Movie theater chains have suffered massive losses amid the COVID-19 pandemic — and the situation could become much more bleak without more fiscal aid or financial support.
Earlier this week, Pfizer’s positive vaccine news sent entertainment stocks surging as the sector embraced the possibility of a return to a pre-pandemic existence.
But life might not ever return to ‘normal’ for in-person entertainment, and the beaten down industry seems to be running out of time.
AMC (AMC) reported a nearly $1 billion loss in the third quarter, and on Tuesday filed to offer another 20 million shares. The obvious objective is to keep the company afloat, as the threat of bankruptcy looms with COVID-19 cases continuing to surge across the country.
“I think it’s going to be near impossible for [AMC] to last without doing something else,” Macquarie analyst Chad Beynon told Yahoo Finance.
“To get through this, [AMC will] have to do something from a portfolio trimming and asset monetization standpoint,” he explained, referring to a strategy that may involve selling off properties, or at least finding ways to make them generate cash.
“They have roughly $400 million in cash right now but [they’re] burning $100 million a month,” Beynon added.
“That gets them into this February, March time period — which is pretty close to when most people think consumers will get out, so really the only way [to minimize that bankruptcy risk] is to do something with their portfolio,” he continued.
‘Praying there won’t be more delays’
Since April, AMC has raised roughly a billion dollars “to essentially stay afloat,” Beynon said. Still, it’s been difficult for the theater chain to attract consumers amid increased film delays.
Highly anticipated tentpoles like Marvel’s “Black Widow,” MGM’s “No Time To Die,” and WB’s “Dune” have all delayed their release dates to 2021.
So far, the only big blockbuster left in 2020 is “Wonder Woman: 1984,” which is still on track for a December 25, 2020 debut although it seems unlikely that that date will stick.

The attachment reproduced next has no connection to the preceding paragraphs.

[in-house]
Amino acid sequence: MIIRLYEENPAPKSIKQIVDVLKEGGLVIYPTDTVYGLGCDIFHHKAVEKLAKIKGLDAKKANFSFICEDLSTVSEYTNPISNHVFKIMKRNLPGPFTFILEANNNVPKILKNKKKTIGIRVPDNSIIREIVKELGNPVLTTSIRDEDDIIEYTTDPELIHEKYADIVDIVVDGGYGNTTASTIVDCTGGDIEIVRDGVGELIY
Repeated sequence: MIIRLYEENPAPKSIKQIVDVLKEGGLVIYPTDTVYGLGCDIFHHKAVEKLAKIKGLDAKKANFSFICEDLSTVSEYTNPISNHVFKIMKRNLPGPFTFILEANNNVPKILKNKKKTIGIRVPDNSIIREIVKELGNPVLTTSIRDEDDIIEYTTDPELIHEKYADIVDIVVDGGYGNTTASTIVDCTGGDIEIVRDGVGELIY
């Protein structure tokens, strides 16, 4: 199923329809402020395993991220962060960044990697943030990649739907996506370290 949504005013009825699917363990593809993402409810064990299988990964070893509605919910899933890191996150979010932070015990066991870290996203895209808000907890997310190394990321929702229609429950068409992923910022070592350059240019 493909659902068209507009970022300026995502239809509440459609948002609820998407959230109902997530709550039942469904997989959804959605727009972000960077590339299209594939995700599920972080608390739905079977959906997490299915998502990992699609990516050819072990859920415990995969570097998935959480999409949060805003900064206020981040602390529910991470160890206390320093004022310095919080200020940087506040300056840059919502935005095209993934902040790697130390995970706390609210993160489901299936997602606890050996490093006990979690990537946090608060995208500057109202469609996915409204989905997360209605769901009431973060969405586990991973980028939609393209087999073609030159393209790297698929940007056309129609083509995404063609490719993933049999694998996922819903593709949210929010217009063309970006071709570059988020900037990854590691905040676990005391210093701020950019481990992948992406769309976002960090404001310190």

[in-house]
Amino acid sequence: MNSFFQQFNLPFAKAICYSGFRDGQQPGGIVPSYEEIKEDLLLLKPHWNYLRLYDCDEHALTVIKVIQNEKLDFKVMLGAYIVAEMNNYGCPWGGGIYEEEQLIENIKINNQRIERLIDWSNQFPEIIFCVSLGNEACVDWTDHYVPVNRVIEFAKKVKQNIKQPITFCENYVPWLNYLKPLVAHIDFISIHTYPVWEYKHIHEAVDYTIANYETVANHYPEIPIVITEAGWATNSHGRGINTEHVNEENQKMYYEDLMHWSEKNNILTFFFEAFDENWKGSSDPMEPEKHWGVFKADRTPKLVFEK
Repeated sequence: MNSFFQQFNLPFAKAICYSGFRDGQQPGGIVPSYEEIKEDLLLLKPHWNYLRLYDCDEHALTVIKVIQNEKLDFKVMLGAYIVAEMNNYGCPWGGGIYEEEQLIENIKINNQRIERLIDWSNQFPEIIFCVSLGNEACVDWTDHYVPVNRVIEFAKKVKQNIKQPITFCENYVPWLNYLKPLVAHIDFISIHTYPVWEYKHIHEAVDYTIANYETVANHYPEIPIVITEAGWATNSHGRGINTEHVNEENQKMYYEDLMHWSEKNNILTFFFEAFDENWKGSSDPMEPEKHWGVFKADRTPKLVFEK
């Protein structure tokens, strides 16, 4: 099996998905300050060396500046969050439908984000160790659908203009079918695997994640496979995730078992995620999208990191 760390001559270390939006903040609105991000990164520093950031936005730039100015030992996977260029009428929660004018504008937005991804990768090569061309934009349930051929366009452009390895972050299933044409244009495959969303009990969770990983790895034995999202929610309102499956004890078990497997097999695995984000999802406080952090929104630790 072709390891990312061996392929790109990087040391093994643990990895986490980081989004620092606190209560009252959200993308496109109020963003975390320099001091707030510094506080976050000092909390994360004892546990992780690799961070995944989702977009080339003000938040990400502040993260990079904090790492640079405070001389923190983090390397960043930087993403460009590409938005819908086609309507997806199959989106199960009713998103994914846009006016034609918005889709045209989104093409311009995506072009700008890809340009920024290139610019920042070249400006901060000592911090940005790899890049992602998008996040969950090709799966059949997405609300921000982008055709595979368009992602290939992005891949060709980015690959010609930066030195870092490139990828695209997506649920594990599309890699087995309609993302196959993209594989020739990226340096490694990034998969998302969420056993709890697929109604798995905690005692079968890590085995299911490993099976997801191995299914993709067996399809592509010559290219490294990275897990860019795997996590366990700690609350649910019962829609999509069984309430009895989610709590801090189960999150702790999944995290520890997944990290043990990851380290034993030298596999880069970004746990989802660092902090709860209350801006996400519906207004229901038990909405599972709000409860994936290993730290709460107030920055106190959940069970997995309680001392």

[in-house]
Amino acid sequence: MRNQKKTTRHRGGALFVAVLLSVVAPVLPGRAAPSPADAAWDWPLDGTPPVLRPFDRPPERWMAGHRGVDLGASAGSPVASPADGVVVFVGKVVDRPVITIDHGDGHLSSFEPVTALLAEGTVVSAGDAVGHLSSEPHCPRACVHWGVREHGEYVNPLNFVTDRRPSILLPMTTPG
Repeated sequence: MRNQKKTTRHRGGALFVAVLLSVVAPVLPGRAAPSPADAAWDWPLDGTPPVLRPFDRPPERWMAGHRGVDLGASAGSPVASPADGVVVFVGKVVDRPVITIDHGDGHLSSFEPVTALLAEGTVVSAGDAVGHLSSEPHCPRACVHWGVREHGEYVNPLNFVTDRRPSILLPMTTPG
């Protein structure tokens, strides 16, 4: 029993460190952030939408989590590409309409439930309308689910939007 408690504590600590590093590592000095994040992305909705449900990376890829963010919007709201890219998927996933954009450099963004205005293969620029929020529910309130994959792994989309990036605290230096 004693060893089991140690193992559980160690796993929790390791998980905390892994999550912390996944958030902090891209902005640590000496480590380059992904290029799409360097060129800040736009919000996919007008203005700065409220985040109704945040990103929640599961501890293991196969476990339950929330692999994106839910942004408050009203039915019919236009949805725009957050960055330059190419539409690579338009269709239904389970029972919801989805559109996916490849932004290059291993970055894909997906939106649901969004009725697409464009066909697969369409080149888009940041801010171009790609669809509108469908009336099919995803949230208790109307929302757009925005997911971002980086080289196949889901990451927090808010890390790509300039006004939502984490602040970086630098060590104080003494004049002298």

“Those blockbuster movies that generate about $100 million domestically, they account for about 60% of the box office in the U.S., so they're critical to keeping these businesses afloat,” Beynon told Yahoo Finance.
“The problem with this is the theaters are open. They're waiting for the content, and they're just sitting and praying that there won't be more delays,” he added.
In the interim, theaters are rolling out on innovative alternates to help offset costs. On Tuesday, AMC announced it will launch a program where anyone can privately rent out a movie theater. That followed a four-week trial where the theater chain said it received over 110,000 requests across the country.
Prices begin at $99 and include tickets for up to 20 people. Meanwhile, newly-released film like Christopher Nolan’s “Tenet” are a bit pricier — with costs ranging from $149 and $349.
“Certainly desperate times call for desperate measures. AMC has done their part in terms of sanitizing the theaters and doing everything they can do for the consumers to come in and they just have not come,” Beynon said.
“I don’t think it’s going to do much from a cash flow perspective, but it can certainly get people back to theaters, which is what they need,” he continued.
Alexandra is a Producer & Entertainment Correspondent at Yahoo Finance. Follow her on Twitter @alliecanal8193